Extraordinary cost-cutting measures have been imposed. There is scarcely a newspaper in North America that hasn’t cut staff substantially while imposing increased productivity demands. It’s a rare journalist these days who isn’t asked to blog, twitter, do podcasts and even shoot video in addition to their “regular” work. Coverage – even of election campaigns – has been curtailed. Out-of-town trips are increasingly rare. At some papers, staff have been told to limit the amount of photocopying they do, and then it must be on both sides of the paper. Buses have replaced taxis as the way to get to in-town assignments. Skype and 1-800 numbers are recommended for reporters placing long-distance phone calls.
In the United States, 33 newspapers or more are in bankruptcy protection. The Seattle Post-Intelligencer and Denver’s Rocky Mountain News have folded. As I write this, the debt of the company I work for, CanWest Global Communications Corp. (owner of Canada’s largest chain of newspapers and the Global Television Network as well as newspapers and television stations in Australia), is close to $4 billion. CanWest Global has suffered a $1.44 billion net loss in the first quarter of 2009, including a $1.2 billion writedown of “goodwill, intangible assets, property and equipment” in its publishing operations. That followed a $1 billion writedown of TV holdings in late 2008. In late April, it was given yet another two-week extension by its lenders and noteholders to try to avoid having to file for bankruptcy protection.
Nor has anyone yet figured out how to make money from websites – a crucial step since advertising revenue in traditional news media dropped 23 per cent in the United States in the last two years, and that’s before the recession was full blown. Canadian numbers mirror that.
Delivering the keynote speech at the Newspaper Association of America’s recent annual conference, Google’s chief executive, Eric Schmidt, recommended that newspapers move beyond being “trust content providers” to being “content aggregators and marketers.” But he didn’t provide any real specifics, nor did he offer to share with publishers the $22 billion Google News earns annually from advertising on its site that aggregates news from newspaper and other mainly mainstream media sites. Among the new financial models suggested by Canadian media owners is revenue-sharing: a fee built into Internet service providers’ subscription rates, similar to the fee collected by cable companies and passed on to television stations and networks.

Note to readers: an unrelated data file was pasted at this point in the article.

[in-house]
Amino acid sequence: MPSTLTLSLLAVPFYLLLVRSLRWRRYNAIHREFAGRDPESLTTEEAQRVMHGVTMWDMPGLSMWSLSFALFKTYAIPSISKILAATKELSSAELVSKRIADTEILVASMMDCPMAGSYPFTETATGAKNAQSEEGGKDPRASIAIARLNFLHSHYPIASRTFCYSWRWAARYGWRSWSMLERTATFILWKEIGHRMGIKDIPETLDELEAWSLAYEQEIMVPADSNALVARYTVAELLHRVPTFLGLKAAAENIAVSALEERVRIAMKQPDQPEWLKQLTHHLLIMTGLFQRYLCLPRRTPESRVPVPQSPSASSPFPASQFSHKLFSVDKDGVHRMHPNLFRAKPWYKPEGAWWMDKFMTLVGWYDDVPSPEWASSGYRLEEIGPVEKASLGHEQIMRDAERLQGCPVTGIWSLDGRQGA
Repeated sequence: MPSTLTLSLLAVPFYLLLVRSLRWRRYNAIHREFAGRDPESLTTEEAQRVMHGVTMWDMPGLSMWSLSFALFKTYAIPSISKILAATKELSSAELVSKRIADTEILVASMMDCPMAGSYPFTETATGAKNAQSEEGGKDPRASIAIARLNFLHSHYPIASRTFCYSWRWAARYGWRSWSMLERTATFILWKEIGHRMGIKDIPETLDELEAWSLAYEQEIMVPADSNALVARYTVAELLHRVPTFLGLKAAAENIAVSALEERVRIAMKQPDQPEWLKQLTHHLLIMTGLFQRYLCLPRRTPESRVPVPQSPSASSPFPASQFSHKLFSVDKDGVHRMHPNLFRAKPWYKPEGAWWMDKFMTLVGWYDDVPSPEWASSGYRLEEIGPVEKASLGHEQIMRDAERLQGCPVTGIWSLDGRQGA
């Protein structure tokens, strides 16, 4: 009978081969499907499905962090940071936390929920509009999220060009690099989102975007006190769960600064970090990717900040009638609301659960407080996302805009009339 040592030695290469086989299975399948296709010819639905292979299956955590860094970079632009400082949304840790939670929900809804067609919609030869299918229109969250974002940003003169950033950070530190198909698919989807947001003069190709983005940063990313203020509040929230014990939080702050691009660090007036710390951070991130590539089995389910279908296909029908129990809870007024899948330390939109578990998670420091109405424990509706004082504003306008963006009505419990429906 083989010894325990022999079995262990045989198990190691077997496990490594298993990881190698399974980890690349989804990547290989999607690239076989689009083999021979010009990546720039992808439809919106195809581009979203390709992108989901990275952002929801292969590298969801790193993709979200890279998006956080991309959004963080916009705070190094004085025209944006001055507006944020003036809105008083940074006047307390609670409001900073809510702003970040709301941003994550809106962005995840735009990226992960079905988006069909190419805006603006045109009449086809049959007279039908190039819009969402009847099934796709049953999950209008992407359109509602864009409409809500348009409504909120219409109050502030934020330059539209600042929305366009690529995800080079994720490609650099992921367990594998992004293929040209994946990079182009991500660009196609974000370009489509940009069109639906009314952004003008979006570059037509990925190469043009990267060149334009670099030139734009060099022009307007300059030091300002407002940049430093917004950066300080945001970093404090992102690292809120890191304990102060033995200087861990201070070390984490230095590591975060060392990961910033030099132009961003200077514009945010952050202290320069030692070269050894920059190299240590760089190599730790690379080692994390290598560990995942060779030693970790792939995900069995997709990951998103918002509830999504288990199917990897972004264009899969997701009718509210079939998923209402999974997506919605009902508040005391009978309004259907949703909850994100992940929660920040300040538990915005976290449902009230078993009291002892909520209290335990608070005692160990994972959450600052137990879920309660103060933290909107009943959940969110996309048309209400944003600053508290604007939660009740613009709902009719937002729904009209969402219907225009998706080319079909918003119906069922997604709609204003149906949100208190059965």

Even online publications are struggling to make ends meet. The cost of covering British Columbia’s May provincial election was out of reach for the online Tyee (www.thetyee.ca), so its editor, David Beers, made an unusual plea for money while asking readers what issues they wanted covered. In his April 10 article, Beers said he and the staff “are paying close attention to the specifics donors mention when they make their contributions. For example in the environment category many have instructed us to focus on run-of-river energy projects and transportation.” Further on, Beers wrote, “See an issue you’d like to bump up a little higher? Want to put something different on the Tyee’s agenda – and in the minds of B.C. voters?” The gambit raised close to $20,000, but it also raised the ethical question of whether special-interest groups could buy favourable coverage.
Another Pew Foundation study, released in February, found rather surprisingly that the number of journalists in the Washington, D.C., press gallery hasn’t declined along with the number of newspapers. But newspaper journalists have been replaced by niche reporters writing for specialized elite audiences, with narrowly targeted financial, lobbying and political interests, who are willing to pay high subscription fees. Among the special-interest buyers are defence contractors, oil companies and mobile phone alliances. As the study says, “For those who participate in the American democracy, the ‘balance of information’ has been tilted away from voters along Main Streets … to issue-based groups that jostle for influence daily in the corridors of power.”
I confess to more than a passing interest in the health and survival of newspapers. I can’t help getting angry when I read media analysts who blithely dismiss economic concerns as something that someone else should think creatively about and then go on to say that media transformation is not endangering citizenship or democracy.
There is a reason that modern, liberal democracies provide special recognition and status for the fourth estate. There is a reason why one of the institutions that needs to be built in new democracies is a free – as in unfettered – press. The reason is that democracies thrive only if they have well-informed, educated and engaged citizens. For centuries, newspapers and their journalists have been committed to doing that. Somehow, some way, they need to be given the chance – whether in hard copy or electronically – to do it in the future as well.